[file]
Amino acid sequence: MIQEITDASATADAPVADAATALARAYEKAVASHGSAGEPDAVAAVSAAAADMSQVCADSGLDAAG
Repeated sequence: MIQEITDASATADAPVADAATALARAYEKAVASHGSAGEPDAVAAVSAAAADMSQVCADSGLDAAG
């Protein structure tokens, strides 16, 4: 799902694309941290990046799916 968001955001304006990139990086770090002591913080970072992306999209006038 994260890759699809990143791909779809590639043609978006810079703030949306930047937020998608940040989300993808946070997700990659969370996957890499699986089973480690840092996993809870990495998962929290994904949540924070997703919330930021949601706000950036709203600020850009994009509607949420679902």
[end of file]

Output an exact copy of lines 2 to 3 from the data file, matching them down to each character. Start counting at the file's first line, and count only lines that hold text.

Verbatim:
Repeated sequence: MIQEITDASATADAPVADAATALARAYEKAVASHGSAGEPDAVAAVSAAAADMSQVCADSGLDAAG
């Protein structure tokens, strides 16, 4: 799902694309941290990046799916 968001955001304006990139990086770090002591913080970072992306999209006038 994260890759699809990143791909779809590639043609978006810079703030949306930047937020998608940040989300993808946070997700990659969370996957890499699986089973480690840092996993809870990495998962929290994904949540924070997703919330930021949601706000950036709203600020850009994009509607949420679902």